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Don’t Judge a Reader By Their Book’s Cover

Beautiful Creatures and The Postmistress

I recently read an article in the NY Times [2] that got me thinking about book covers, something which I admit I’ve only previously thought about in passing. The article describes how publishers use covers as a marketing tool and discusses how people like to show off what they are reading. Ebooks are making this more difficult and apparently people miss the ability to see what others are reading as well. According to the article:

With a growing number of people turning to Kindles and other electronic readers, and with the Apple iPad arriving on Saturday, it is not always possible to see what others are reading or to project your own literary tastes.

You can’t tell a book by its cover if it doesn’t have one.

“There’s something about having a beautiful book that looks intellectually weighty and yummy,” said Ms. Wiles, who recalled that when she was rereading “Anna Karenina” recently, she liked that people could see the cover on the subway. “You feel kind of proud to be reading it.” With a Kindle or Nook, she said, “people would never know.”

Ugh, the notion of projecting “your own literary tastes” just smacks of pretension. There’s no way I’m lugging around 5 lbs of Tolstoy just to project an intellectual image to total strangers. That’s why I love my Kindle, it’s lightweight and the privacy it provides is invaluable. I could be reading literary fiction or a trashy paranormal romance novel with a bare-chested man on the cover, and nobody is the wiser. Literature snobs who want to judge me based on my choice of reading material will just have to move on to the next person.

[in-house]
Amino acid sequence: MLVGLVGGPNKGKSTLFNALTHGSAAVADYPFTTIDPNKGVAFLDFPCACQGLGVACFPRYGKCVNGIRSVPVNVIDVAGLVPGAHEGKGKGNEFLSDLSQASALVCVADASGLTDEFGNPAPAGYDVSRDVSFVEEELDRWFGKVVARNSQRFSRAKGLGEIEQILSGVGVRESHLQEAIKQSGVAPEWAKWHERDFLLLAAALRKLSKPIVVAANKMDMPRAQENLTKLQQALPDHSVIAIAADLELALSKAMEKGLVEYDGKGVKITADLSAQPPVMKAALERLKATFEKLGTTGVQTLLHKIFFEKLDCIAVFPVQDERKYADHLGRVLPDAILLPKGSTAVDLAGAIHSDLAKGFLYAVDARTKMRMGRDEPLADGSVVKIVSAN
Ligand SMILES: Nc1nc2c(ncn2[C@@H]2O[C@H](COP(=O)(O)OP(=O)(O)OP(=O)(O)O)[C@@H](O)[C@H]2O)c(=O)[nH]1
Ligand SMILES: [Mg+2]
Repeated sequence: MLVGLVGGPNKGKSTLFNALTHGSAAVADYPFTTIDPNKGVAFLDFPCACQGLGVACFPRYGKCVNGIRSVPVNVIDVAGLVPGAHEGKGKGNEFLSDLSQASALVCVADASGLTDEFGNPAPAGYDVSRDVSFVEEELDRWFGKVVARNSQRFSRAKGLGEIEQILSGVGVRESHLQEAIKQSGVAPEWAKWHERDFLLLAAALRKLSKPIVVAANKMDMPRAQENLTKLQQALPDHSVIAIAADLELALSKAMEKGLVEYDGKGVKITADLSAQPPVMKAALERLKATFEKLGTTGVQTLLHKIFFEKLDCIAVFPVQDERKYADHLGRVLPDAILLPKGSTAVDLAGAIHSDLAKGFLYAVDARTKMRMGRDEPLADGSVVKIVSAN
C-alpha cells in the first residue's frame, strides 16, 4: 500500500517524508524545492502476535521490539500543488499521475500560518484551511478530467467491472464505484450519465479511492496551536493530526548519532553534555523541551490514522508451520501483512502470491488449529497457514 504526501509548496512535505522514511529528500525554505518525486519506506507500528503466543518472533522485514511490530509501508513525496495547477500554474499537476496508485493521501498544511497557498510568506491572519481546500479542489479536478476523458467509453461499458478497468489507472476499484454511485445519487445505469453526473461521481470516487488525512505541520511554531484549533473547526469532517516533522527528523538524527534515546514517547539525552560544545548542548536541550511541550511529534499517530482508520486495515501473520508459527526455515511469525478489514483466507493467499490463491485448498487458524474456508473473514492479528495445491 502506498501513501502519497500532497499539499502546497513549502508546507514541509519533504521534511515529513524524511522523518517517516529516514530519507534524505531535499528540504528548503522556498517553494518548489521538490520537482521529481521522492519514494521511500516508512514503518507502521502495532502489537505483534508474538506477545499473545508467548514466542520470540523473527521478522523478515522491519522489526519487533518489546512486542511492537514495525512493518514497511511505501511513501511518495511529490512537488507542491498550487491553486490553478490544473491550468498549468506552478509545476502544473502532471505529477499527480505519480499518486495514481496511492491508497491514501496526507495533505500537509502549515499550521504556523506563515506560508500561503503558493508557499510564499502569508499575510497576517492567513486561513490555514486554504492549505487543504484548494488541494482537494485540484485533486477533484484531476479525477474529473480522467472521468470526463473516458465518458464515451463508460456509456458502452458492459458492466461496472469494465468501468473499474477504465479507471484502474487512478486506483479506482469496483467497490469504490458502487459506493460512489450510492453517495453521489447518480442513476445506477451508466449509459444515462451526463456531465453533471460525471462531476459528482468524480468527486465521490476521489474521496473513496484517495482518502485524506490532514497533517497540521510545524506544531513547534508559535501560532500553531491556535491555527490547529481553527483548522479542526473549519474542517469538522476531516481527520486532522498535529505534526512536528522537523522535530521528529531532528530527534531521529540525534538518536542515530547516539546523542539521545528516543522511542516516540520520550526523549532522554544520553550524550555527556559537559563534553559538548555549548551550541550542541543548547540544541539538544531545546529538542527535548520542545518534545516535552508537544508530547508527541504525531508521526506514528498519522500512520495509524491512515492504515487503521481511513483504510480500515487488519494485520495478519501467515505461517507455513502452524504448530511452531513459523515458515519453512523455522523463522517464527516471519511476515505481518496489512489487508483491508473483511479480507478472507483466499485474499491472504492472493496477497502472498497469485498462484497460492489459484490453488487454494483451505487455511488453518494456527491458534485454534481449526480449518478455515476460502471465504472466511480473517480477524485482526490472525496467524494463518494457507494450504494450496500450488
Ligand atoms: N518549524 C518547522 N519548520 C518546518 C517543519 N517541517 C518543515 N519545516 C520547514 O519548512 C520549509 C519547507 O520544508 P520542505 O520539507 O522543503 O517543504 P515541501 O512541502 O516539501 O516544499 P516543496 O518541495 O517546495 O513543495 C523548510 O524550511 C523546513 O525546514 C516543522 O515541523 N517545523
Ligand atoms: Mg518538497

That’s not to say that I don’t occasionally miss the cover art when I’m reading ebooks. Book cover art can be truly beautiful to look at and I love when a cover is unique and memorable. And I do think it’s the cover that gets you to pick up a book and read the summary when you are at the bookstore or the library. I can think of two recent books with eye-catching covers—The Postmistress and Beautiful Creatures. Both have gorgeous covers that make you want to find out more about the book.

So while I think the article makes a valid point about book covers being a useful marketing tool, you won’t find me lamenting the inability to show off my reading material. I think not having everyone at the airport, coffee shop, laundromat, etc. know what book you’re reading is a huge selling point for the Kindle. Do you agree? Or do you like showing off your latest read? Fess up in the comments!